“The parent of Blue Cross & Blue Shield of Illinois is opening the door to rebates, which could provide badly needed relief to customers and trim the insurance giant’s massive cash hoard.
Chicago-based Health Care Service Corp. has sent notices to thousands of its individual customers amending their policy terms to allow for refunds, a move that could be required under the federal overhaul of health care. A similar notice for some group plans is awaiting approval from Illinois regulators, a company spokesman says.
How many people would be eligible for rebates is uncertain, but Blue Cross had nearly 307,000 individual policy-holders in Illinois in 2010. The company’s small-group segment is more than twice that size, based on premiums of $1.7 billion that year.
Rebates by Blue Cross would give a big boost to self-employed entrepreneurs and small-business owners, many of whom have struggled with a weak economy and skyrocketing health care costs. Rebates also could intensify competition in the local insurance market, which Blue Cross dominates.
The Health Care Service spokesman downplays the notices, saying they are routine communications that don’t mean rebates are coming. But legal experts say the notices may reveal the company’s next move.
“The fact that they sent out that rider means they do think they are going to owe money,” says attorney Emily Wey, a partner in the Denver office of law firm Polsinelli & Shughart P.C. who specializes in health insurance.
The notices come as Health Care Service is poised to report $1 billion in profit from insurance premiums in 2011, the second straight year the company would cross that milestone. The fourth-largest health insurer in the nation, it has operations in four states and cash and investments totaling $9.3 billion.
AFFORDABLE CARE ACT
Forcing insurance companies to spend more on health care—and less on overhead—is a key goal of the Obama administration’s Patient Protection and Affordable Care Act.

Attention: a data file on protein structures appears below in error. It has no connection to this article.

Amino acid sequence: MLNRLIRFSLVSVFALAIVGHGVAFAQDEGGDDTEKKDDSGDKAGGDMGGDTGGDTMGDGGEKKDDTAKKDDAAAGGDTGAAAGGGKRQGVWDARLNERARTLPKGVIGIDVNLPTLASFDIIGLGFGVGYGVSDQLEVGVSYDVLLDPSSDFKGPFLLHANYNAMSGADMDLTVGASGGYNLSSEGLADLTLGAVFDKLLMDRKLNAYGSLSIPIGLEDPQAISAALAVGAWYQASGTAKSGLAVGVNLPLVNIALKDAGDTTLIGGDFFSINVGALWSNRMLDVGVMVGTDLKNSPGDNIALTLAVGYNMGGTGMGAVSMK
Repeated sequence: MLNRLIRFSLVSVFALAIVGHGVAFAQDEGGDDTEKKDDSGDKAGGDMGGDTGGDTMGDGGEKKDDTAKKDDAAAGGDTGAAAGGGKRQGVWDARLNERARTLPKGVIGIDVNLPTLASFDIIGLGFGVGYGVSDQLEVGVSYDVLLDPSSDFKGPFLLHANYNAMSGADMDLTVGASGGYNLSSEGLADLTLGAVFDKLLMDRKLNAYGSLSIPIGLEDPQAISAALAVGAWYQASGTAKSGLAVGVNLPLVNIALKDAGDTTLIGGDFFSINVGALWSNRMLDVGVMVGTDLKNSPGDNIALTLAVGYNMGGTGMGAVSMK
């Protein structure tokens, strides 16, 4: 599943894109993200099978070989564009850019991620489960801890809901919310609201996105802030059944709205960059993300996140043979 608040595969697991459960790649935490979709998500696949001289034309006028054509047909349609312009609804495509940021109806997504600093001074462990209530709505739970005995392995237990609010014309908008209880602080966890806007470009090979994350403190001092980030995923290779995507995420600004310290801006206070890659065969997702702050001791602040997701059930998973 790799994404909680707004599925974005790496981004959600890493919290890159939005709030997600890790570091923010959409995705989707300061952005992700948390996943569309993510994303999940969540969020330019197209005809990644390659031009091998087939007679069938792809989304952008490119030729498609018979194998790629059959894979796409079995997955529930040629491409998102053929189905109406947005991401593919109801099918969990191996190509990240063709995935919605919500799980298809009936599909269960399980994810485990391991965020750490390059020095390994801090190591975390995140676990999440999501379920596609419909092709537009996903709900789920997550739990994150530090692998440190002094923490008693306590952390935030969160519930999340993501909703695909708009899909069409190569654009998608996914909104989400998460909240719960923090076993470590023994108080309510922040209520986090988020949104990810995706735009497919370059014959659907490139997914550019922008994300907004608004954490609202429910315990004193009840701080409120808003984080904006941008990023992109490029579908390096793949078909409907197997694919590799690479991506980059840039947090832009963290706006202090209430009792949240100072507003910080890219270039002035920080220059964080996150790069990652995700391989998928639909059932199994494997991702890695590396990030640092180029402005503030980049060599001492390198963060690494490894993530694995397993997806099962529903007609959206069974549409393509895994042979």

Since last year, the law has required companies to spend a minimum amount of premiums on medical benefits or activities that promote public health. For individual and small group plans, that minimum is 80%.
With its hefty profits, compared to other insurers, Health Care Service is a candidate to run afoul of the requirement.
Had the law been in effect in 2010, Health Care Service would have had to refund nearly $90 million, or an average of $220 per person, to individual customers in Texas, according to a Crain’s analysis of state insurance documents.
Any reduction would help Blue Cross customers like Performance Stamping Co., a Carpentersville manufacturer of parts for appliances and autos that provides health insurance to about 45 workers. Its annual revenue has fallen to $8 million to $9 million from a pre-recession high of $14 million.
Blue Cross has kept its annual premium level at about $160,000 the last two years, after an 8% hike in 2009, says Eileen Williams, Performance Stamping’s director of human resources.
“It seems like they’re making some money somewhere,” she says. “If they can give us some of that profit back, so be it.”
Blue Cross’ parent doesn’t know if it will have to issue rebates in part because of uncertainty over how new federal regulations governing medical spending by insurers will be applied. The notices were sent “so that we don’t run afoul of any provisions that may be implemented at a later date,” the spokesman says.
Insurers must file reports with regulators by June 1, with any rebates due by Aug. 1.
Blue Cross has said small-group rates in Illinois will decrease by 3.5% to 6.5% for 2012 renewals, while large groups will see an increase of 6%. Individual members will see an 8.9% jump (Crain’s, Nov. 7).
The company “makes its pricing decisions based in part on the cost of medical care of its covered population,” the spokesman says.
Blue Cross has 48.1% of the Illinois market for health, life, property and casualty insurance, more than five times the share of the state’s No. 2 insurer, UnitedHealth Group Inc., according to 2010 data.
Minnetonka, Minn.-based UnitedHealth representatives say they won’t know until the spring whether rebates must be issued. Another big insurer, Health Alliance Medical Plan Inc., owned by the Urbana-based Carle Foundation, won’t have to issue rebates, an executive says. Other top insurers decline to comment or did not respond to requests for comment.
Rebates by Blue Cross likely would ripple through the market.
“As the carrier with the largest marketshare, they certainly do influence other carriers’ decisions,” says Nancy Daas, a partner in Chicago-based benefits consultant CMC Advisory Group.”